Ms. Hansen appealed to this Court. On appeal, this Court considered three arguments raised by Ms. Hansen regarding the subject matter jurisdiction of the trial court. She claimed that the trial court lacked subject matter jurisdiction to award child support because (1) the petitioners did not have physical custody of the child, (2) the adoption had been nullified by the Russian Federation Supreme Court, and (3) the juvenile court did not have subject matter jurisdiction over a breach of contract claim. 2014 WL 3058439, at *11. Regarding the first argument, the Court of Appeals concluded that Justin was a proper party to the lawsuit and that Mr. Mityaev was the appropriate representative. Id. at *12. As for the second issue, the Court found that Ms. Hansen's argument regarding the annulment was a substantive defense that Ms. Hansen could have pursued in the circuit court if she had chosen to engage in the proceedings; however, it was not a basis for divesting the trial court of subject matter jurisdiction to adjudicate a claim for child support. Id. at *13. Finally, the Court noted that the circuit court had jurisdiction to consider the breach of contract claim. Id. at *13. This Court's opinion was issued on June 7, 2014.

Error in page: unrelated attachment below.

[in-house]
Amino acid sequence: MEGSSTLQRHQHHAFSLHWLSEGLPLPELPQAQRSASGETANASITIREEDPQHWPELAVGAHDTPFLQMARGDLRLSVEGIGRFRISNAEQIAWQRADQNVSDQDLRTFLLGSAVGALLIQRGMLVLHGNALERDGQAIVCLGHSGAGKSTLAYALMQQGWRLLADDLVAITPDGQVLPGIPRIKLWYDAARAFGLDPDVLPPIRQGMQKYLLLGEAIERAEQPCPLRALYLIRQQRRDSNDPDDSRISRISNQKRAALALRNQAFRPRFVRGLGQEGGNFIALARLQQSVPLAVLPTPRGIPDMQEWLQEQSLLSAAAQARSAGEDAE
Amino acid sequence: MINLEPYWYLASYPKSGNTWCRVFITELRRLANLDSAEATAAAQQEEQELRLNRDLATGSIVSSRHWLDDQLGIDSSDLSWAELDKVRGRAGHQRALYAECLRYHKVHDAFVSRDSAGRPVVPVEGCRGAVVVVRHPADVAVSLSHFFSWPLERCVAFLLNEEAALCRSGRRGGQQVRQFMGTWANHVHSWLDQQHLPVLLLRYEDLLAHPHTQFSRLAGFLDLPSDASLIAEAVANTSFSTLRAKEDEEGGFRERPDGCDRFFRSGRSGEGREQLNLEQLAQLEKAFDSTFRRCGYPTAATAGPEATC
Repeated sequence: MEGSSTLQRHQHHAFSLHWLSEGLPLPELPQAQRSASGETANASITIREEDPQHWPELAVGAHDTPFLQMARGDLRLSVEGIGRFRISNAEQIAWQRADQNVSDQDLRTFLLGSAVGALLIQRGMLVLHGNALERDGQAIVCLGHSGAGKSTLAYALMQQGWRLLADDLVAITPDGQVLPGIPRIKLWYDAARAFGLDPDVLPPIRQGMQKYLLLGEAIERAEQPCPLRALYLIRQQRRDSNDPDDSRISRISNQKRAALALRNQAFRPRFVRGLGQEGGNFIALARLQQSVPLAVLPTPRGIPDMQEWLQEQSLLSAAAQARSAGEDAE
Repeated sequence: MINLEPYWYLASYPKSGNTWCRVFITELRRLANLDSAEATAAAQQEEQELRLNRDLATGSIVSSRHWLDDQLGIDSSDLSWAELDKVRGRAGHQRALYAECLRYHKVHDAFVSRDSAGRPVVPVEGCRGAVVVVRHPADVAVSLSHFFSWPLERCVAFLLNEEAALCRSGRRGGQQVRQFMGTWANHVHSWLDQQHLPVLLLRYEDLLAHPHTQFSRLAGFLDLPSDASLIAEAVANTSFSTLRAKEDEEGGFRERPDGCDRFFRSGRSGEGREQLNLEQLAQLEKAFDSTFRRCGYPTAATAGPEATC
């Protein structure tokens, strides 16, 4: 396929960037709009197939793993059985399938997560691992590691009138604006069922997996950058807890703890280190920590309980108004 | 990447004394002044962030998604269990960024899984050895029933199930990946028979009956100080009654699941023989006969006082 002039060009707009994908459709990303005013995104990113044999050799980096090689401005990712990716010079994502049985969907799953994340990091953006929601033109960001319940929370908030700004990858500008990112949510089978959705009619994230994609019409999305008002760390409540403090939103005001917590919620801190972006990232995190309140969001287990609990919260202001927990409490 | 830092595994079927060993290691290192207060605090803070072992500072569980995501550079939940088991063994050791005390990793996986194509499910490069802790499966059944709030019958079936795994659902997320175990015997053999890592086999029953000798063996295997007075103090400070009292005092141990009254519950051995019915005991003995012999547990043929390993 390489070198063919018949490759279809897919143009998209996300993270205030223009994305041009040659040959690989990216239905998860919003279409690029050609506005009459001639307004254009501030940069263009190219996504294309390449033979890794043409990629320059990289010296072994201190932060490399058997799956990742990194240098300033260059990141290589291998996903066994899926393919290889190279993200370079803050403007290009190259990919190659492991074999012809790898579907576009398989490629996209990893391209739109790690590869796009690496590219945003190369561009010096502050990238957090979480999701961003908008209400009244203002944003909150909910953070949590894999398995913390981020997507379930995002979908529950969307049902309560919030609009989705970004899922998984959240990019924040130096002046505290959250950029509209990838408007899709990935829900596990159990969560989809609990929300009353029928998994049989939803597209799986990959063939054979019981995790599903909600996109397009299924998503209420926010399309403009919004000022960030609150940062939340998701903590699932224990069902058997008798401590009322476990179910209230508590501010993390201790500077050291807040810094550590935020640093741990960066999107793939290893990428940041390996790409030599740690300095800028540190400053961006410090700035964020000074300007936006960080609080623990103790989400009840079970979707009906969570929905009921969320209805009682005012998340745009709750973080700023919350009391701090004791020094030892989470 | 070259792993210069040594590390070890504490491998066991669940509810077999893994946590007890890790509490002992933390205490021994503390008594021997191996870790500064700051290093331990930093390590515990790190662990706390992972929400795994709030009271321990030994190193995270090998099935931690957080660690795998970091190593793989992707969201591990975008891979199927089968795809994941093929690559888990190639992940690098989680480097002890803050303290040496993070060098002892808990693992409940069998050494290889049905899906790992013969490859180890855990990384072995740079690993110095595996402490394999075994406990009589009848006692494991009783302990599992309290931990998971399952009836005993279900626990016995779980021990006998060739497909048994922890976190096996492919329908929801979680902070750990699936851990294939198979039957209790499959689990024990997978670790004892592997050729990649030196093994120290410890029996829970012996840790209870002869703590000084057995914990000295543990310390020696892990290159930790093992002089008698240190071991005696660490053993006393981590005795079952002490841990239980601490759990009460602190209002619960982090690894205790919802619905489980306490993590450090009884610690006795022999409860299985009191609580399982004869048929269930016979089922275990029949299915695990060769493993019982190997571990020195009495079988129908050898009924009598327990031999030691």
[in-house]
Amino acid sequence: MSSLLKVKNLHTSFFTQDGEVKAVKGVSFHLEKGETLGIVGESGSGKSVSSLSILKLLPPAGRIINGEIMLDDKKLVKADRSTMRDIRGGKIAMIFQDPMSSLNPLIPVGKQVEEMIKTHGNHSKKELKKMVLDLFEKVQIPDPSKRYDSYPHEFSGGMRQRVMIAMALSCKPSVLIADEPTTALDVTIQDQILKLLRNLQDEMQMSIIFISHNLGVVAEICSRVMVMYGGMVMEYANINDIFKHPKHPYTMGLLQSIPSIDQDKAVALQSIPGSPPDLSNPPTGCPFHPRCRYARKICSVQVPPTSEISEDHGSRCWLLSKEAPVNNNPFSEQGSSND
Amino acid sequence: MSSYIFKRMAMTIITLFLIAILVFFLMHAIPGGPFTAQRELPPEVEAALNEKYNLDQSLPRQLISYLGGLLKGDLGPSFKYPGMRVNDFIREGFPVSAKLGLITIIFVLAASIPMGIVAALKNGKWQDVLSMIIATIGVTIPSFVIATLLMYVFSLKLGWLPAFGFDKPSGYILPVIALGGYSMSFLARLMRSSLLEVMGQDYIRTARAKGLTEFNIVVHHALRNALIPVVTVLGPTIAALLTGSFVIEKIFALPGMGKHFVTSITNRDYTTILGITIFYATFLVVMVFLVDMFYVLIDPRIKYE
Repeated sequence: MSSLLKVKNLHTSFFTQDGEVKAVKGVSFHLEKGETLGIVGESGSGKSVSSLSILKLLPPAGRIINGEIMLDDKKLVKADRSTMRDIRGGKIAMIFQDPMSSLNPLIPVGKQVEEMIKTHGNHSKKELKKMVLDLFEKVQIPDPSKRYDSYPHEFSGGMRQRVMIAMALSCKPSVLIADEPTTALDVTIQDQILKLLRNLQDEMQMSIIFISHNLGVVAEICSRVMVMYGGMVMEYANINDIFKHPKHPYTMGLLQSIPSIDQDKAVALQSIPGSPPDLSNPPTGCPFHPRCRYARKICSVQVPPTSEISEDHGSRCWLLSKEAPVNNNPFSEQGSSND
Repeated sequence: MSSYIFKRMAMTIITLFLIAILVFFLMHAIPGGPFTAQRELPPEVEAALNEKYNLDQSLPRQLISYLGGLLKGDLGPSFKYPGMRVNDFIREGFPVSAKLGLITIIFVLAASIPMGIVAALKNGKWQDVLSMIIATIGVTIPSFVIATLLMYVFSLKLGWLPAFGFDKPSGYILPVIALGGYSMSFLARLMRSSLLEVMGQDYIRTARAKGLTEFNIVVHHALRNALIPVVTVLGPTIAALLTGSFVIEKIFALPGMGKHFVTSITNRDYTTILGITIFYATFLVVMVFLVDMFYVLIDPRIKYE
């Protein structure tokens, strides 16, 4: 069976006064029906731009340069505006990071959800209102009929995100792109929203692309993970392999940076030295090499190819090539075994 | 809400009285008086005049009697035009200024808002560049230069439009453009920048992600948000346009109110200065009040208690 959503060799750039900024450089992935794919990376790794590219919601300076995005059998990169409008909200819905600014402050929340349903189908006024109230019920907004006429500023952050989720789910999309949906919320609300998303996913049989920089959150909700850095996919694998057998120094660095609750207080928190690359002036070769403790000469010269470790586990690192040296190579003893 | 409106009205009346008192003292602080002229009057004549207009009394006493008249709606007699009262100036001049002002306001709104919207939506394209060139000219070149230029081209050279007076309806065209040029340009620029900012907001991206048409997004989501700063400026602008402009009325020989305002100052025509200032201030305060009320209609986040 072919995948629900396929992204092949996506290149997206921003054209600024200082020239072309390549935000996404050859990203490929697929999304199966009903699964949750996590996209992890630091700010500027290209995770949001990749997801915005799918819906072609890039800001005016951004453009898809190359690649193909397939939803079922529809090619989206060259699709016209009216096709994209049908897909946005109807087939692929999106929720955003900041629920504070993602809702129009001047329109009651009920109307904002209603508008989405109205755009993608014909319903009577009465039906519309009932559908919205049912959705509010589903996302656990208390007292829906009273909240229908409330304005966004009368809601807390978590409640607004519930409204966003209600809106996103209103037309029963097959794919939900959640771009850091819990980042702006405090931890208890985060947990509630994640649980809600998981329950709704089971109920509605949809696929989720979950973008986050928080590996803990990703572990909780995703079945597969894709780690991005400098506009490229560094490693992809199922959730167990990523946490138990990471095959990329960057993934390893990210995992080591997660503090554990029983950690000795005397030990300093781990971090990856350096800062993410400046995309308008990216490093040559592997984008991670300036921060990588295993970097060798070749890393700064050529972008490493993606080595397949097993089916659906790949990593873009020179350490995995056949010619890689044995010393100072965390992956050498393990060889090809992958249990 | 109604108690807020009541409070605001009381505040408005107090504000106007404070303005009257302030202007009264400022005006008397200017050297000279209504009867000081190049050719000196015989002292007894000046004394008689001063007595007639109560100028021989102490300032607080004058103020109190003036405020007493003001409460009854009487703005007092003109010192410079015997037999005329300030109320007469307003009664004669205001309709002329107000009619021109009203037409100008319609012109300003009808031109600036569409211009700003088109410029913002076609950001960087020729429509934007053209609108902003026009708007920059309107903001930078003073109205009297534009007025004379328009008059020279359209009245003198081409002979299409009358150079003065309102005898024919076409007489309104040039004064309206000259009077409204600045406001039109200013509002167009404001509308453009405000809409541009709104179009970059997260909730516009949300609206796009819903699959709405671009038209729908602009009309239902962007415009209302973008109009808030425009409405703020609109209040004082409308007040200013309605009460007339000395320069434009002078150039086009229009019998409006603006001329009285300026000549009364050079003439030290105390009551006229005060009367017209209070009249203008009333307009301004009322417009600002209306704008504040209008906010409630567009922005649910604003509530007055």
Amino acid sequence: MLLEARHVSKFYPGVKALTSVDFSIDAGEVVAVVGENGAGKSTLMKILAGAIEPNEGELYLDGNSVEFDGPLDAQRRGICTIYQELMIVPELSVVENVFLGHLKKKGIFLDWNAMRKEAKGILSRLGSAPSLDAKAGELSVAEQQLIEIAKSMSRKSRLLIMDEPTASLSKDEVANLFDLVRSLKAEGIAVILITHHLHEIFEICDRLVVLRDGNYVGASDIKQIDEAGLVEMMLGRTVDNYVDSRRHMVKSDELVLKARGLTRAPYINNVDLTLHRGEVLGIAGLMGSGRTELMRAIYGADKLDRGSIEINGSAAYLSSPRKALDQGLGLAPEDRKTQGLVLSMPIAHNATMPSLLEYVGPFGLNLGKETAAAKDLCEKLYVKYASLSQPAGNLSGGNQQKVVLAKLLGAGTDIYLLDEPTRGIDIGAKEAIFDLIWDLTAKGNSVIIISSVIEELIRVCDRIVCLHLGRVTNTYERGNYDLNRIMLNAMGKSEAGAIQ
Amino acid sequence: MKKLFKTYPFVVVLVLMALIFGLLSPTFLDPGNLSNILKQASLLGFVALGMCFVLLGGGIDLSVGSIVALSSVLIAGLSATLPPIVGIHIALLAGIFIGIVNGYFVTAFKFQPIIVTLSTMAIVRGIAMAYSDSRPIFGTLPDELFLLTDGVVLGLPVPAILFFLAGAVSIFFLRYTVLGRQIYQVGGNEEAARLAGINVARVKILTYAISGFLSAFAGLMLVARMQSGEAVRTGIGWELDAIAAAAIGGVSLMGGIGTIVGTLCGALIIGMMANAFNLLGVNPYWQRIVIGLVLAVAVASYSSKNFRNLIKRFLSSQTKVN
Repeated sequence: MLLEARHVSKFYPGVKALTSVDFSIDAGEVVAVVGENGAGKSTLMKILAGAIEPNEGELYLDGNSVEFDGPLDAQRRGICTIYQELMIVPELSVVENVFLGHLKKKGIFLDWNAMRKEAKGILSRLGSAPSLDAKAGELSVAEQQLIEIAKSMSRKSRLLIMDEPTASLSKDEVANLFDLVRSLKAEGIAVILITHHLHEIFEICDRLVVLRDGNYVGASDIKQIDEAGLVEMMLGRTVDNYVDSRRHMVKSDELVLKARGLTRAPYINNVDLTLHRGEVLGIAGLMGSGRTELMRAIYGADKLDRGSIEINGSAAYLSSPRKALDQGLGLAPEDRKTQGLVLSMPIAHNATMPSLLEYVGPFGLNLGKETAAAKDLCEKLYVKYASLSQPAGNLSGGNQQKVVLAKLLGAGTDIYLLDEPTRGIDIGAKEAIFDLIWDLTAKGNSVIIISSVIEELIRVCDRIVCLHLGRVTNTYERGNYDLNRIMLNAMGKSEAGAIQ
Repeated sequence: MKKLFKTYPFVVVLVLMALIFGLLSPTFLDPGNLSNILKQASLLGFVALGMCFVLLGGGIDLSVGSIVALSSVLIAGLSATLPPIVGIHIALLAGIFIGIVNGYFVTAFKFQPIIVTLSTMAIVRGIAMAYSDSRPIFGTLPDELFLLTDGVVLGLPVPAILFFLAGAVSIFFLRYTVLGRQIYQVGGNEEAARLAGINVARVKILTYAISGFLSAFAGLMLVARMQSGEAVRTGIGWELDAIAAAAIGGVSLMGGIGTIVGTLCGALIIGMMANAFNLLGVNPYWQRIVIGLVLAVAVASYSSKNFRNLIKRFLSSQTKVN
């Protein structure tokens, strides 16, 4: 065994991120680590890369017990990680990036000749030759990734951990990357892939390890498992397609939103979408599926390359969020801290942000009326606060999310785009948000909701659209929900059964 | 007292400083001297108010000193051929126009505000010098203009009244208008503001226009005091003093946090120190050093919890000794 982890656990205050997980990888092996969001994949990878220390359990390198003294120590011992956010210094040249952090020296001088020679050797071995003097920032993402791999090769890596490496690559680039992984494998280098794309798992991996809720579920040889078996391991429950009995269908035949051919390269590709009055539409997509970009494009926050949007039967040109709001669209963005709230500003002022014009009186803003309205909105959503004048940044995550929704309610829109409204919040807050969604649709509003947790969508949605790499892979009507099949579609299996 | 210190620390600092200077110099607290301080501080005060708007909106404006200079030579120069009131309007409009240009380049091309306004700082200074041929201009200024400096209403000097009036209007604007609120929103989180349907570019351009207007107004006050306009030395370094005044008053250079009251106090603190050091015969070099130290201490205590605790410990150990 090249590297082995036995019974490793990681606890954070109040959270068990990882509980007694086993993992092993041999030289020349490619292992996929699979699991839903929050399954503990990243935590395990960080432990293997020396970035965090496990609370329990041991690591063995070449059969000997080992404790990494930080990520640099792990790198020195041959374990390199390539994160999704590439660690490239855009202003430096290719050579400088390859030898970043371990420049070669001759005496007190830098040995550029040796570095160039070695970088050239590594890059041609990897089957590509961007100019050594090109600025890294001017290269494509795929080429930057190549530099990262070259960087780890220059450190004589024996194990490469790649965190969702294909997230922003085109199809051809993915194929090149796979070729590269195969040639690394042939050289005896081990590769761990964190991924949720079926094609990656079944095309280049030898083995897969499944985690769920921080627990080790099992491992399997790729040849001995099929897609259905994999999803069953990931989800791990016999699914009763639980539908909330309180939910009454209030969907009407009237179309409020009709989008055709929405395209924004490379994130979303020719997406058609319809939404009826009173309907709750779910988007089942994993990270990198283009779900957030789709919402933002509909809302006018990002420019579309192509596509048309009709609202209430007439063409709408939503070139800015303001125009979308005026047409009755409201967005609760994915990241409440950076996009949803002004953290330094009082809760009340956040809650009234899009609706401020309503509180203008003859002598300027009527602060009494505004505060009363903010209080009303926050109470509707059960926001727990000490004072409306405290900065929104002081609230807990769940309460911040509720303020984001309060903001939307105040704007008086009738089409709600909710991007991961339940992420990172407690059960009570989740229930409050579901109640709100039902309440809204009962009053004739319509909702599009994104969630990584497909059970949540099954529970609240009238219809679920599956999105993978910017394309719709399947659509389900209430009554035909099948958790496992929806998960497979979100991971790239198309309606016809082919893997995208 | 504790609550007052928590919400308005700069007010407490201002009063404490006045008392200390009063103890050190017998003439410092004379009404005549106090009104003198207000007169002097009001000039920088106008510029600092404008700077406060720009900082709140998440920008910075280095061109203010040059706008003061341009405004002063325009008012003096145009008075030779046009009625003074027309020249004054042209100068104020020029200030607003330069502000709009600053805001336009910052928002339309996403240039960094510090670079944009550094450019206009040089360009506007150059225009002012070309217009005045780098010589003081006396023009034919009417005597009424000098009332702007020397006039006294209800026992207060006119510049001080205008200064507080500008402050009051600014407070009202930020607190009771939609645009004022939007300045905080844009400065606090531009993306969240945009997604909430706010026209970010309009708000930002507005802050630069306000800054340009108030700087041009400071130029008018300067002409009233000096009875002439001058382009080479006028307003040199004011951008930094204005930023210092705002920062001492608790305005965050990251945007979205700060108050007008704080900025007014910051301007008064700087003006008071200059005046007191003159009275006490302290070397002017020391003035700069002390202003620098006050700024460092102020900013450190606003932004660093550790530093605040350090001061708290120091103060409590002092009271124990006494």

While the appeal was pending, Ms. Hansen ceased paying child support in accordance with the May 2012 order. On February 21, 2013, the petitioners filed a petition for contempt, alleging that Ms. Hansen failed or refused to pay child support for the months of November and December 2012 and January and February 2013, and therefore she owed an arrearage of $4, 000. On February 28, 2013, the trial court entered an order modifying only the manner and method of payment of Ms. Hansen's child support obligation. Commencing on March 1, 2013, Ms. Hansen was directed to mail her child support payments directly to counsel for one of the petitioners rather than to the court clerk's office. Counsel was directed to deposit the funds into his law firm's ...